Current Status

January 11, 2007

After more than twenty years of gene therapy, there are still no publicly available gene therapy regimens. After early success in (in vitro) experiments, application to humans has proved to be surprisingly problematic. The clinical trials began in 1990, but have been plagued by technical problems ever since. In fact, serious health complications and deaths in a number of recent clinical trials has raised calls for increased regulatory scrutiny over future clinical trails. For example, in January 2003, the FDA placed a temporary halt on all gene therapy trials using retroviral vectors in blood stem cells after two children in a French gene therapy trial developed a type of Leukemia.


  • 1980 – Richard Mulligan, an M.I.T. researcher, shows that genetically engineered mouse-leukemia retroviruses were effective messengers for carrying human genes into mouse DNA.
  • 1989 – Dr. French Anderson, Eli Gilboa and Dr. Michael Blaese win approval from an National Institutes of Health (NIH) advisory panel for a test that would transfer bacterial genes into immune cells of terminal cancer patients. The trial paves the way for dozens of gene-therapy efforts.
  • 1990 – Dr. French Anderson and Michael Blaese perform the world’s first officially approved gene therapy by manipulating human genes. The patient is a 4 year-old girl named Ashanti DeSilva. She inherited a defective gene from both parents and suffered from ADA (adenosine deaminase) deficiency. The scientists introduce millions of Ashanthi’s own white blood cells into her bloodstream that were extracted from Ashanthi’s blood and genetically engineered to contain a corrected (“therapeutic”) copy of the adenosine deaminase gene. The scientists hope these cells will restore Ashanthi’s immune function by producing a normal version of the defective enzyme. The treatment appears to have been a success.
  • 1999 – The sudden death of Jesse Gelsinger, a patient undergoing experimental treatment for a rare liver disorder at the University of Pennsylvania, raises scores of questions about various aspects of gene therapy. Penn officials say Gelsinger’s immune system had a severe inflammatory reaction that caused multiple organs in his body to fail.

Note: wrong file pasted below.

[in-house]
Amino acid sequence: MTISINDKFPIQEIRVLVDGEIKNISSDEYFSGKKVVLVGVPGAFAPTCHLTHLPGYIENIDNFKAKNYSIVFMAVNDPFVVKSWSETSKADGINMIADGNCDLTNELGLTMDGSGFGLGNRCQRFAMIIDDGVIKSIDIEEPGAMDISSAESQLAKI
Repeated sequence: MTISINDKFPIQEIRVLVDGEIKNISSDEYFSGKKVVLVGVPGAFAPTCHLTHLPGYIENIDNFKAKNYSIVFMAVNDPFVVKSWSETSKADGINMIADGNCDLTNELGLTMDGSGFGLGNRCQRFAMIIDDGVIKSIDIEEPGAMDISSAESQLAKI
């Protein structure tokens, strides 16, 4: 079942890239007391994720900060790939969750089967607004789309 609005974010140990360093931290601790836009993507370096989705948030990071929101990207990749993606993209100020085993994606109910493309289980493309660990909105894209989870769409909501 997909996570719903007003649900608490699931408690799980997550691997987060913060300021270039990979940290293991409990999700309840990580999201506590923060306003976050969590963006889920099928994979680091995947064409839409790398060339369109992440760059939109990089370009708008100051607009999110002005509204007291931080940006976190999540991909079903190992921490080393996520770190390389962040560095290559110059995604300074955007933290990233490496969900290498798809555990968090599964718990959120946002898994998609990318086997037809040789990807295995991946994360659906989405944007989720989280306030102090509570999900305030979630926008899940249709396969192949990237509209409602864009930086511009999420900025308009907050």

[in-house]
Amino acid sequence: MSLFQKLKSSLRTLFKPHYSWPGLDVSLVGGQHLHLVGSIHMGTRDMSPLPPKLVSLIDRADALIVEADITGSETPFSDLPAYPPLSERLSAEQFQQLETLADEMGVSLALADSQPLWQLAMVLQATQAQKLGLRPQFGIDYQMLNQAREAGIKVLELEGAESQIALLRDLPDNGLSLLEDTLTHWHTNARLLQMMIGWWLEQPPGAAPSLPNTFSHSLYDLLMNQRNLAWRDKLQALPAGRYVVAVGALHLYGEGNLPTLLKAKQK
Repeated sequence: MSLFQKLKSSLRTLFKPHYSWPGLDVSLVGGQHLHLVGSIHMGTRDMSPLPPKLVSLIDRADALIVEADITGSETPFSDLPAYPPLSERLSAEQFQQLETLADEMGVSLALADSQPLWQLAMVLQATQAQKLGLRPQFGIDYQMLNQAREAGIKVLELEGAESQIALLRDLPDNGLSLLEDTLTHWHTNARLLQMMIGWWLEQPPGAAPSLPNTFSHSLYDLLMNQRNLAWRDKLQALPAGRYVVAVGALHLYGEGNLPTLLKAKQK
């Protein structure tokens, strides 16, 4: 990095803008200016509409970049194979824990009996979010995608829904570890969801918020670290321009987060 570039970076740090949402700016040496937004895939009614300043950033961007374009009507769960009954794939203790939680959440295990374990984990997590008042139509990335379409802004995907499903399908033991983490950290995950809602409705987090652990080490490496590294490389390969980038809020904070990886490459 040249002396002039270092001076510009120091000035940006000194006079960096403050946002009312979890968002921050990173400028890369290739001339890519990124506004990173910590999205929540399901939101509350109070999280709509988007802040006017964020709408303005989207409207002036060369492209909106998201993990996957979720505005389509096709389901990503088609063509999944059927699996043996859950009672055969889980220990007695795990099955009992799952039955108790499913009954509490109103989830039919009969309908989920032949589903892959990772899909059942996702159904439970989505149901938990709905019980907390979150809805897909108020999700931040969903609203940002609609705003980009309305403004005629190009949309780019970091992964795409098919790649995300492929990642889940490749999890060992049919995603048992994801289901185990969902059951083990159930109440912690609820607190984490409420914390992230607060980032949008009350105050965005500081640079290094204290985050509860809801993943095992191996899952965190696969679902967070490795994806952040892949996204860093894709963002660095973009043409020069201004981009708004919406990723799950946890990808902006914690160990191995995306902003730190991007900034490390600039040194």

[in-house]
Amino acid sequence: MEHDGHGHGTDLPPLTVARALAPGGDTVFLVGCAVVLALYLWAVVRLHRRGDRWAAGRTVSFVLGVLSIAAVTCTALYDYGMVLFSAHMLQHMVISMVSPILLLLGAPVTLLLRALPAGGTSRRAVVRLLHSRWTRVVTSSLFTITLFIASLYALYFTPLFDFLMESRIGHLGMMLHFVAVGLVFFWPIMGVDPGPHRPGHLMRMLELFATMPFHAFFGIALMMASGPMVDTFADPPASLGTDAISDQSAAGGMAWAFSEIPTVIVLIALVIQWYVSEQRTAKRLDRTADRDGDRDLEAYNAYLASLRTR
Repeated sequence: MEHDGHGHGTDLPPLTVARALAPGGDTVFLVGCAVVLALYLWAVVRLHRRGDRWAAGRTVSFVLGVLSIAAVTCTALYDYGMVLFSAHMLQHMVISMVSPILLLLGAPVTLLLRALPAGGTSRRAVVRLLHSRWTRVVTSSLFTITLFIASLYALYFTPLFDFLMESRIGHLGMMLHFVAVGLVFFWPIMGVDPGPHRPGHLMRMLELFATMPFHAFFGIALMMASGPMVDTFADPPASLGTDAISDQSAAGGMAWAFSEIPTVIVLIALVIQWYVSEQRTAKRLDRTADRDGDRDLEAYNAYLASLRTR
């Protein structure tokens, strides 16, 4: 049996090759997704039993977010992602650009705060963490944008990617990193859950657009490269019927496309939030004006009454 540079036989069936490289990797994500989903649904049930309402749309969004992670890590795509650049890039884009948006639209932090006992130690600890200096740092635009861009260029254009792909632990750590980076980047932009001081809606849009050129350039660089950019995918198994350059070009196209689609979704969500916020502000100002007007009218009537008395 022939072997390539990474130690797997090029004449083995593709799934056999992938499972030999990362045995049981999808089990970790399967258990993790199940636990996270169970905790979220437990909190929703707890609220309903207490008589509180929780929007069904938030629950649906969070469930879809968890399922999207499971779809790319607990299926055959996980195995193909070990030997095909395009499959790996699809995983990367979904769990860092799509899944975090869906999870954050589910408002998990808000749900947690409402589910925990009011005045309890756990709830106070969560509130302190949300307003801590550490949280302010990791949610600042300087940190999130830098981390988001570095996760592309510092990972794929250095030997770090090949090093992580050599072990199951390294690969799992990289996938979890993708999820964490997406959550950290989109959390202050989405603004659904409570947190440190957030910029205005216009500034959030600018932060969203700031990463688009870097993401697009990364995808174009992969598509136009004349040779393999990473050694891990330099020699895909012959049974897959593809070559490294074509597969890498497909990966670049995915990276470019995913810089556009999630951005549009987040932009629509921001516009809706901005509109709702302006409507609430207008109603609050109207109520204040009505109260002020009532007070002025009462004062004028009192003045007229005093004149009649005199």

• 1999– NIH discovers that researchers did not report 6 gene therapy patient deaths. Public backlash intensifies
  • 2000 – Reporters uncover hundreds of unreported cases of “adverse effects” for gene therapy trail.
  • 2001 – First germline gene transfer – 30 children born as a result of ooplasmic transfer. Ooplasmic transfer (also referred to as ooplasmic or cytoplasmic transplantation) is a fertility procedure used by women who cannot conceive because of defects in their ooplasm – their eggs’ cytoplasm. The procedure is performed by inserting healthy ooplasm from donor eggs into the eggs with defective ooplasm. By inserting healthy ooplasm from the donor eggs into the mother’s defective eggs, a small amount of mitochondrial DNA is transferred into the egg. This is considered germline gene transfer because the mitochondrial DNA of these children, and of their offspring, will always be from the donating mother.
  • 2002 – Two children who were cured of “bubble baby syndrome” (X-SCID), were discovered to have developed a leukemia-type disease.
  • 2003 – FDA temporarily halts gene therapy trials using retroviral vectors in blood stem cells. This is the first restriction of government regulation of gene therapy trails since they were allowed in 1989.

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